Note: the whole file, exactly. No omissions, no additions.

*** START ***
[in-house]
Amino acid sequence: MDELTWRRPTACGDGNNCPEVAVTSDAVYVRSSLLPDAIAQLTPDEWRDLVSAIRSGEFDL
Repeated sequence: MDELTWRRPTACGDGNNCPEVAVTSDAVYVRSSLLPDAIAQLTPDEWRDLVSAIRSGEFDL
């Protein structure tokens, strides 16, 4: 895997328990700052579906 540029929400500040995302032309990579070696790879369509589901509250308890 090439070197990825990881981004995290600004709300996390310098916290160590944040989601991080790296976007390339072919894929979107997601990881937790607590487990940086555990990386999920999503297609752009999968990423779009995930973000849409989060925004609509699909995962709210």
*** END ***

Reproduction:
[in-house]
Amino acid sequence: MDELTWRRPTACGDGNNCPEVAVTSDAVYVRSSLLPDAIAQLTPDEWRDLVSAIRSGEFDL
Repeated sequence: MDELTWRRPTACGDGNNCPEVAVTSDAVYVRSSLLPDAIAQLTPDEWRDLVSAIRSGEFDL
């Protein structure tokens, strides 16, 4: 895997328990700052579906 540029929400500040995302032309990579070696790879369509589901509250308890 090439070197990825990881981004995290600004709300996390310098916290160590944040989601991080790296976007390339072919894929979107997601990881937790607590487990940086555990990386999920999503297609752009999968990423779009995930973000849409989060925004609509699909995962709210």